Thursday, April 13, 2017



Wow! What a busy semester it has been preparing for our upcoming trip to Botswana. It seems like just a few weeks ago we were beginning the semester and talking about our general fears and now we're suddenly about two weeks from hopping on the plane.


Our class has been a unique ISLP group since there are only six students traveling and two faculty members along with the ISLP staff members. The small number of students has its upsides and downsides as most things do. We have become close friends extremely quickly and the small number of students have allowed us to have more in depth discussions about everything ranging from culture and religion of Botswana to our travel fears. The down side to a small group is the added work for each of us to ensure we have enough lessons planned for our students in Botswana. But this has not stopped us, we are a very motivated and dedicated student group so we've all spent many hours inside and outside of class planning lessons and trying them out.


With that being said, we've finalized all our lesson plans are we're now teaching the rest of the class members so we are all able to share our knowledge with the students in Botswana. In the attached picture, Leah is teaching us how to count calories by burning food. We were all so intrigued by setting Fritos on fire and we have no doubt that the students will be equally intrigued. After we burn the food, we'll be teaching them how to weigh the items and complete math to understand how many calories are in food and what a calorie is.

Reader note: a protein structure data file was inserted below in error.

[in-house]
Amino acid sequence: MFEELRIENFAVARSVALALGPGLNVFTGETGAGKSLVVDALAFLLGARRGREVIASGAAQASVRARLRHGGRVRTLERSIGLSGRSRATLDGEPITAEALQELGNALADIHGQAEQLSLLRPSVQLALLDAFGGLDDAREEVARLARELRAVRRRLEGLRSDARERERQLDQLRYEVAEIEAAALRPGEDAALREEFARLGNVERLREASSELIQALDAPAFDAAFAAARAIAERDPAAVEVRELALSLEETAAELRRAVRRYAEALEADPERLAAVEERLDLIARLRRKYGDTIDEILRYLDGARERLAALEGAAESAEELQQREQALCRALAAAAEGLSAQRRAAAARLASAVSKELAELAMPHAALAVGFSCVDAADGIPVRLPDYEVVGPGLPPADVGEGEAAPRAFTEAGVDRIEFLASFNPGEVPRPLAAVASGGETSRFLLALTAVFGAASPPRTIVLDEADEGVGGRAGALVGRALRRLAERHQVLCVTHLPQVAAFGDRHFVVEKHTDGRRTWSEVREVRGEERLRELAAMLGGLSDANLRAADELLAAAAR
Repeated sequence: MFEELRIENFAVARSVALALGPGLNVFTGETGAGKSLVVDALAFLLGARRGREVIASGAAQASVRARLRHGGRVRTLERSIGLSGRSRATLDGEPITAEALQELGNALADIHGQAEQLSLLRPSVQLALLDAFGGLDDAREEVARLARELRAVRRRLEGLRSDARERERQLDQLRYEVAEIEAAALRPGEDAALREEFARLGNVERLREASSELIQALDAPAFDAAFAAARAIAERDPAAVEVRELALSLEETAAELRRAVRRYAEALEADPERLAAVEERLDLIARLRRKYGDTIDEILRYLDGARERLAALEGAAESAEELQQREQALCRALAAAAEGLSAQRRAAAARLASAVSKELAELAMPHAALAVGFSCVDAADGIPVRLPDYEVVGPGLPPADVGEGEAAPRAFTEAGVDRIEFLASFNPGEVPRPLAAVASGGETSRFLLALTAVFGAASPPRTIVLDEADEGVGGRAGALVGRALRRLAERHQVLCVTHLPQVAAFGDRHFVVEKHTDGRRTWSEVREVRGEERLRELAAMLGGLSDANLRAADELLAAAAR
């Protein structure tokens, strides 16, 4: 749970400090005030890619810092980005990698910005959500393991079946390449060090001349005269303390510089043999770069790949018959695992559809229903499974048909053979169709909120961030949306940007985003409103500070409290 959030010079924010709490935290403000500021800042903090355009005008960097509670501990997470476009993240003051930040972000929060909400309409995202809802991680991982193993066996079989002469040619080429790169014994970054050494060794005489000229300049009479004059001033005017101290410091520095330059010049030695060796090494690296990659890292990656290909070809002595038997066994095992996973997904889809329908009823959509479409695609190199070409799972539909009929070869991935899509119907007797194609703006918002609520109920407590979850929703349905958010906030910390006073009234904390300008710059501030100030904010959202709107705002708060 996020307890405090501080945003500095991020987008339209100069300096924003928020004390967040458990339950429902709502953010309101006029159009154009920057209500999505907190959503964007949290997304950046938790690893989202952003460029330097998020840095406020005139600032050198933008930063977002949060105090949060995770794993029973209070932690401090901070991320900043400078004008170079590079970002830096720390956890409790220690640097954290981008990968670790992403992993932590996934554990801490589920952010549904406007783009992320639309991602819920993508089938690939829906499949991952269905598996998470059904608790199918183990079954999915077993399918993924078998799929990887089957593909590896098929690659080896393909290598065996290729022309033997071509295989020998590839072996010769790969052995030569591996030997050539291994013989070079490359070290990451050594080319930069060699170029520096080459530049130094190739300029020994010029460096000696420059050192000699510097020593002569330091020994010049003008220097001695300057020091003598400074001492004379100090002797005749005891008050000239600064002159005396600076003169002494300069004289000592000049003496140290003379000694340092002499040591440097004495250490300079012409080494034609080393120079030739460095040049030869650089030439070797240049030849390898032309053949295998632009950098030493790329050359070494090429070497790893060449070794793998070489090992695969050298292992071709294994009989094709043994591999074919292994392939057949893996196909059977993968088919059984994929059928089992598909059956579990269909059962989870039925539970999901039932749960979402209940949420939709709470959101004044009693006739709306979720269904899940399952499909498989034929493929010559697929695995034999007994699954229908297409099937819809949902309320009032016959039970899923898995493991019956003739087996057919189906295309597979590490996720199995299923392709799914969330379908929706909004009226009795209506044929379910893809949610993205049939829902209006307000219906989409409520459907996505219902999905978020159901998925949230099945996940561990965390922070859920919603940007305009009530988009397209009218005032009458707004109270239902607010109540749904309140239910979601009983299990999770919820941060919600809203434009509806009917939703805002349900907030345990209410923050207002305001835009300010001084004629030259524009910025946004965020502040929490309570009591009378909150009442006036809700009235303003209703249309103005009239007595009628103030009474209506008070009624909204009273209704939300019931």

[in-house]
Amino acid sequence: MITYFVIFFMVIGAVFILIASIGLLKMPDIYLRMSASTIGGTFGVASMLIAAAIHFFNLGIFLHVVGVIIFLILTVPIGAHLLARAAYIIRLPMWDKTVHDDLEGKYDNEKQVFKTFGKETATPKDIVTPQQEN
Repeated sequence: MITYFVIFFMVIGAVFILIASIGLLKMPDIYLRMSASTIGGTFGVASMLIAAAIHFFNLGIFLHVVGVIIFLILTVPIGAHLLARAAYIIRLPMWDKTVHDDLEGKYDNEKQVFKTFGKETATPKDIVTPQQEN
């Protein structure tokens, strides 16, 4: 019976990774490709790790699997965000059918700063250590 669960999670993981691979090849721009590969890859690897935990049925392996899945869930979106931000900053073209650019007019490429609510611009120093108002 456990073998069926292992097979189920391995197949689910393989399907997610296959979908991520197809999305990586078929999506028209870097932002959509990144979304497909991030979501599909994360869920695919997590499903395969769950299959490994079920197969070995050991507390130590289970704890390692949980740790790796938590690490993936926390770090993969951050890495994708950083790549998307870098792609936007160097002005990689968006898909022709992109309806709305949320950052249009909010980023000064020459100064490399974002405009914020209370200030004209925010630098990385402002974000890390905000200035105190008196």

In addition to the calorie counting experiment we have a few other engineering experiments we plan to take and share with the students as well. We will be completing a colloidal suspension, catapult and a rocket. In addition to the four engineering students (Leah, Meredith, Josh and Kyle) and their experiments there are two other students attending as well (Zahara and Alana). Zahara, a sports sciences major, plans to teach about planting flower and how they can help the environment as well as some yoga exercises that can be so important to living a healthy life. And Alana, an anthropology major, plans to teach the students about good dental hygiene habits as well as self-love and bullying prevention. Combining our unique majors as well as campus experiences has allowed us to create a jam packed curriculum with a variety of both fun and educational lessons for the students in Botswana to complete.


For over half of the class this trip will be our first trip abroad! I think this brings us both fear and a lot of excitement. I know for myself I've always wanted to travel the road less traveled and the thought of a trip to Africa seems like a great road to travel and experience a completely different and unique new culture. We've all been getting our immunizations and researching information on what we can expect when we arrive. I think there are some nerves for the 18-hour flight from Atlanta to Johannesburg but with such a fun and upbeat group I have no doubt we'll make that a fun experience too.


I’ll try to blog again before we leave on April 29th about our final preparations and hopefully we'll get some wifi in our hotel in Botswana so we can send our family and friends updates about all the fun we're having when we get there. Only 16 days and we're on a plane headed to Africa!


-          Meredith Cooksey (Chemical Engineer, Senior)

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